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Helen Stuart Campbell
This eBook from the Gutenberg Project consists of approximately 239 pages of information about The Easiest Way in Housekeeping and Cooking.

To a gallon of large, fine oysters, allow one pint of cider or white-wine vinegar; one tablespoonful of salt; one grated nutmeg; eight blades of mace; three dozen cloves, and as many whole allspice; and a saltspoon even full of cayenne pepper.  Strain the oyster juice, and bring to the boiling-point in a porcelain-lined kettle.  Skim carefully as it boils up.  Add the vinegar, and skim also, throwing in the spices and salt when it has boiled a moment.  Boil all together for five minutes, and then pour over the oysters, adding a lemon cut in very thin slices.  They are ready for the table next day, but will keep a fortnight or more in a cold place.  If a sharp pickle is desired, use a quart instead of a pint of vinegar.

SMOTHERED OYSTERS (Maryland fashion).

Drain all the juice from a quart of oysters.  Melt in a frying-pan a piece of butter the size of an egg, with as much cayenne pepper as can be taken up on the point of a penknife, and a saltspoonful of salt.  Put in the oysters, and cover closely.  They are done as soon as the edges ruffle.  Serve on thin slices of buttered toast as a breakfast or supper dish.  A glass of sherry is often added.

OYSTER OR CLAM FRITTERS.

Chop twenty-five clams or oysters fine, and mix them with a batter made as follows:  One pint of flour, in which has been sifted one heaping teaspoonful of baking-powder and half a teaspoonful of salt; one large cup of milk, and two eggs well beaten.  Stir eggs and milk together; add the flour slowly; and, last, the clams or oysters.  Drop by spoonfuls into boiling lard.  Fry to a golden brown, and serve at once; or they may be fried like pancakes in a little hot fat.  Whole clams or oysters may be used instead of chopped ones, and fried singly.

TO BOIL LOBSTERS OR CRABS.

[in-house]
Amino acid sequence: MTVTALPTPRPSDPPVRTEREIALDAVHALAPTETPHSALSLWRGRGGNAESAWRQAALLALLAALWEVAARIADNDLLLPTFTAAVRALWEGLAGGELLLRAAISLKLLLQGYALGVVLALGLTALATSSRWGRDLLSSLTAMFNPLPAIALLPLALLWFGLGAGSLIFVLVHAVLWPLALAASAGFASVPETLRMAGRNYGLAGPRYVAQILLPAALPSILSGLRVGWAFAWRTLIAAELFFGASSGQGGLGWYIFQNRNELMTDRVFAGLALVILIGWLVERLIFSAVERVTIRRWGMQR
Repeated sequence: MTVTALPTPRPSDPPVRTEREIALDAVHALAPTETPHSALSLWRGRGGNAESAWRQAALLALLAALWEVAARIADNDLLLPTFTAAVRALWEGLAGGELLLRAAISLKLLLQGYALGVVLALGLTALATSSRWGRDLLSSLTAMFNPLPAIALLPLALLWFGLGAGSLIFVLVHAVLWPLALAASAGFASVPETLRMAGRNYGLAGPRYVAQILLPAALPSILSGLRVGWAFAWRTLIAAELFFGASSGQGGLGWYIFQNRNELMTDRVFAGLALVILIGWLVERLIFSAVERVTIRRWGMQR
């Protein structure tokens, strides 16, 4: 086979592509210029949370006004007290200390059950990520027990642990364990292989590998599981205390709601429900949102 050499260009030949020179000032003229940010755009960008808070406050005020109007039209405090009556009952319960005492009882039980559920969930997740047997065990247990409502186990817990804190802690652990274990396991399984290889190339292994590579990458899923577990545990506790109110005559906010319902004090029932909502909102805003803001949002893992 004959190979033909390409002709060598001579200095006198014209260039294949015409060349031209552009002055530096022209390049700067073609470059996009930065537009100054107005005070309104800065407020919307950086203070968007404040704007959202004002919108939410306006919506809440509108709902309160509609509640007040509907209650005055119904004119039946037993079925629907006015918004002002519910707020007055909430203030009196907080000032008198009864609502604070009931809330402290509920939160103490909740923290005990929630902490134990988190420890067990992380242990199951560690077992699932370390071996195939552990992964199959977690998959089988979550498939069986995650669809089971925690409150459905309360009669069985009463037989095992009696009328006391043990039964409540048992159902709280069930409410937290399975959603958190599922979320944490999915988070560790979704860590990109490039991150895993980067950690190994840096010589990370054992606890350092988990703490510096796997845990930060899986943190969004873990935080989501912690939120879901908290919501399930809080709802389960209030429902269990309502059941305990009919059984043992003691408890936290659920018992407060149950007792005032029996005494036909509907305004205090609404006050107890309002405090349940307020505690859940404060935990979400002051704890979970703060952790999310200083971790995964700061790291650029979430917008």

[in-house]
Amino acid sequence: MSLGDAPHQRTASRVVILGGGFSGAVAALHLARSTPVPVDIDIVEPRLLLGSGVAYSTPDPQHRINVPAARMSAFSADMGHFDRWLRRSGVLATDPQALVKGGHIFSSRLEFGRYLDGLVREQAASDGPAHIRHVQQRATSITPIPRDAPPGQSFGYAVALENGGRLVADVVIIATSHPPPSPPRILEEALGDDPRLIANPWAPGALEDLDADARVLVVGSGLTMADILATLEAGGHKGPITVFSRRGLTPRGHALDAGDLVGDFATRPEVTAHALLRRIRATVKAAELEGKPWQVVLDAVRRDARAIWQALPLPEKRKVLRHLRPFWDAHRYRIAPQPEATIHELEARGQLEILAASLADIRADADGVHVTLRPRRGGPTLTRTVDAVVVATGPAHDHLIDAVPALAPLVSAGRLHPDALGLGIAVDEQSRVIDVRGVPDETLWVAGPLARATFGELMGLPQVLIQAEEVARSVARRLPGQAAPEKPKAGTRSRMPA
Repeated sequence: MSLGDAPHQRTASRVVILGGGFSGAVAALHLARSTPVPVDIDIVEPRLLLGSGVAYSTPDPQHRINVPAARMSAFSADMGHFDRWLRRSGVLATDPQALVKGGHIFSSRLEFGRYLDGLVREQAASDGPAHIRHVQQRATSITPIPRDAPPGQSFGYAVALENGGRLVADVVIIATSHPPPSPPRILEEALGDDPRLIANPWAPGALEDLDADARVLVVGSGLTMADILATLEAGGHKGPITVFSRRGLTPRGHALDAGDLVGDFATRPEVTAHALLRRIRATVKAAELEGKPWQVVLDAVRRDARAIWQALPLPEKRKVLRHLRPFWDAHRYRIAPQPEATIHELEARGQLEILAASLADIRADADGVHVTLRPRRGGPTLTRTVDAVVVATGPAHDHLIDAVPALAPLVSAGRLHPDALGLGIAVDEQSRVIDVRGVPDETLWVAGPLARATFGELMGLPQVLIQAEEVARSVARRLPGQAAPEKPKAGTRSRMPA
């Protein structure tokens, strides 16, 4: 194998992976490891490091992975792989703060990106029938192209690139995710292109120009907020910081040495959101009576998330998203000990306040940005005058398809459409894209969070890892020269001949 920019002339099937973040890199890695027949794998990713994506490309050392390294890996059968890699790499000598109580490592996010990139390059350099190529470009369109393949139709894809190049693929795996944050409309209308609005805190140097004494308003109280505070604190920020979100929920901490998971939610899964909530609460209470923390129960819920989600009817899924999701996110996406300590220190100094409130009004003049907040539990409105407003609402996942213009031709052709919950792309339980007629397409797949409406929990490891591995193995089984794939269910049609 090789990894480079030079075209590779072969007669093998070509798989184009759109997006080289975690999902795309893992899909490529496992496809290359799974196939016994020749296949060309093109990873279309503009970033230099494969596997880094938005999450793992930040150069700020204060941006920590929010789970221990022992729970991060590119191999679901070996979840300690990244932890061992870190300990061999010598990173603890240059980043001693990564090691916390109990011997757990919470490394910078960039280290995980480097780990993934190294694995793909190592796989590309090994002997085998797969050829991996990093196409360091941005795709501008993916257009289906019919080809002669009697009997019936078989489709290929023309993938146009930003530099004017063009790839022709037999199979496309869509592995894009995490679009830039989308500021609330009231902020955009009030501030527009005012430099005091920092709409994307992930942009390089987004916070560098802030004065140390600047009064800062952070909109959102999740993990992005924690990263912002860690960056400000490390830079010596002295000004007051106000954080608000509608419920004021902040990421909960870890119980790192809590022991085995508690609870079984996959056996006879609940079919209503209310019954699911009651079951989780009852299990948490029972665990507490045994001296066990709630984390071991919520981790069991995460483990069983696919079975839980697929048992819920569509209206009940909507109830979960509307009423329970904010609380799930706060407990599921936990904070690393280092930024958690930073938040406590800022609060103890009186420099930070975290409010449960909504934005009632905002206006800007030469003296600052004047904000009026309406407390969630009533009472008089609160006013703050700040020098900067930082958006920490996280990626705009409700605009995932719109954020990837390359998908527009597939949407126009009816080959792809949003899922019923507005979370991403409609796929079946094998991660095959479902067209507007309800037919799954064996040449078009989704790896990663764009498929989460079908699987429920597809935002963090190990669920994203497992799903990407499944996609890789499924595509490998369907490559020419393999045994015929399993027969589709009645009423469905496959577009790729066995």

Be sure that the lobster is alive, as, if dead, it will not be fit to use.  Have water boiling in a large kettle, and, holding the lobster or crab by the back, drop it in head foremost; the reason for this being, that the animal dies instantly when put in in this way.  An hour is required for a medium-sized lobster, the shell turning red when done.  When cold, the meat can be used either plain or in salad, or cooked in various ways.  A can-opener will be found very convenient in opening a lobster.

STEWED OR CURRIED LOBSTER.

Cut the meat into small bits, and add the green fat, and the coral which is found only in the hen-lobster.  Melt in a saucepan one tablespoonful of butter and a heaping tablespoonful of flour.  Stir smoothly together, adding slowly one large cup of either stock or milk, a saltspoonful of mace, a pinch of cayenne pepper, and half a teaspoonful of salt.  Put in the lobster, and cook for ten minutes.  For curry, simply add one teaspoonful of curry-powder.  This stewed lobster may also be put in the shell of the back, which has been cleaned and washed, bread or cracker crumbs sprinkled over it, and browned in the oven; or it may be treated as a scallop, buttering a dish, and putting in alternate layers of crumbs and lobster, ending with crumbs.  Crabs, though more troublesome to extract from the shell, are almost equally good, treated in any of the ways given.

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